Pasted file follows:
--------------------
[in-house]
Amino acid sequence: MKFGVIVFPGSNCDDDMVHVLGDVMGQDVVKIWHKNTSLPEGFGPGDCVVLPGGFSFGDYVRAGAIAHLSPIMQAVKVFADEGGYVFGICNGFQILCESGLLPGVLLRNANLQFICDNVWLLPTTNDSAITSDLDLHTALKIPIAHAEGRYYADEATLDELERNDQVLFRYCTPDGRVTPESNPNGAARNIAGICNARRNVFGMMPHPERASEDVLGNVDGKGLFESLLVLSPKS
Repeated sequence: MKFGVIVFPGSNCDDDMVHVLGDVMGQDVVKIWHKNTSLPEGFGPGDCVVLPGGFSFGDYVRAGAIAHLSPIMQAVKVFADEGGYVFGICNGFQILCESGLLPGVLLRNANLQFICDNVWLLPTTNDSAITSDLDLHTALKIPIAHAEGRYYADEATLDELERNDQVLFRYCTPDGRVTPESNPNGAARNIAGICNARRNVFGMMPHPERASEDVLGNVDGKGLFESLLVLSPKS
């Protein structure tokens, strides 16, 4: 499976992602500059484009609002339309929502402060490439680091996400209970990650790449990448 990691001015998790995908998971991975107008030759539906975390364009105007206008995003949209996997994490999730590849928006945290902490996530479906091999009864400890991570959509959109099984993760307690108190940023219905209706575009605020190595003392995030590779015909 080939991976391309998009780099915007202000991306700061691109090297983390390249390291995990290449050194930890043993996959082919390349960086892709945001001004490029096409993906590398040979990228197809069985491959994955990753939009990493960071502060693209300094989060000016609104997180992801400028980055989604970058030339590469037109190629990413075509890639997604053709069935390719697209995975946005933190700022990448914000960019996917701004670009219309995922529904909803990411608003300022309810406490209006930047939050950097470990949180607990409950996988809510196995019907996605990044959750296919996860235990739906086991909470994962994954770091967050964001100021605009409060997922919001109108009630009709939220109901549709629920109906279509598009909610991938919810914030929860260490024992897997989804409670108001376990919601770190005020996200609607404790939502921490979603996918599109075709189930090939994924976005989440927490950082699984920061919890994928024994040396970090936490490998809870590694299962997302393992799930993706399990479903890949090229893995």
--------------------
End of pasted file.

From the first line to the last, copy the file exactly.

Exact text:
[in-house]
Amino acid sequence: MKFGVIVFPGSNCDDDMVHVLGDVMGQDVVKIWHKNTSLPEGFGPGDCVVLPGGFSFGDYVRAGAIAHLSPIMQAVKVFADEGGYVFGICNGFQILCESGLLPGVLLRNANLQFICDNVWLLPTTNDSAITSDLDLHTALKIPIAHAEGRYYADEATLDELERNDQVLFRYCTPDGRVTPESNPNGAARNIAGICNARRNVFGMMPHPERASEDVLGNVDGKGLFESLLVLSPKS
Repeated sequence: MKFGVIVFPGSNCDDDMVHVLGDVMGQDVVKIWHKNTSLPEGFGPGDCVVLPGGFSFGDYVRAGAIAHLSPIMQAVKVFADEGGYVFGICNGFQILCESGLLPGVLLRNANLQFICDNVWLLPTTNDSAITSDLDLHTALKIPIAHAEGRYYADEATLDELERNDQVLFRYCTPDGRVTPESNPNGAARNIAGICNARRNVFGMMPHPERASEDVLGNVDGKGLFESLLVLSPKS
């Protein structure tokens, strides 16, 4: 499976992602500059484009609002339309929502402060490439680091996400209970990650790449990448 990691001015998790995908998971991975107008030759539906975390364009105007206008995003949209996997994490999730590849928006945290902490996530479906091999009864400890991570959509959109099984993760307690108190940023219905209706575009605020190595003392995030590779015909 080939991976391309998009780099915007202000991306700061691109090297983390390249390291995990290449050194930890043993996959082919390349960086892709945001001004490029096409993906590398040979990228197809069985491959994955990753939009990493960071502060693209300094989060000016609104997180992801400028980055989604970058030339590469037109190629990413075509890639997604053709069935390719697209995975946005933190700022990448914000960019996917701004670009219309995922529904909803990411608003300022309810406490209006930047939050950097470990949180607990409950996988809510196995019907996605990044959750296919996860235990739906086991909470994962994954770091967050964001100021605009409060997922919001109108009630009709939220109901549709629920109906279509598009909610991938919810914030929860260490024992897997989804409670108001376990919601770190005020996200609607404790939502921490979603996918599109075709189930090939994924976005989440927490950082699984920061919890994928024994040396970090936490490998809870590694299962997302393992799930993706399990479903890949090229893995």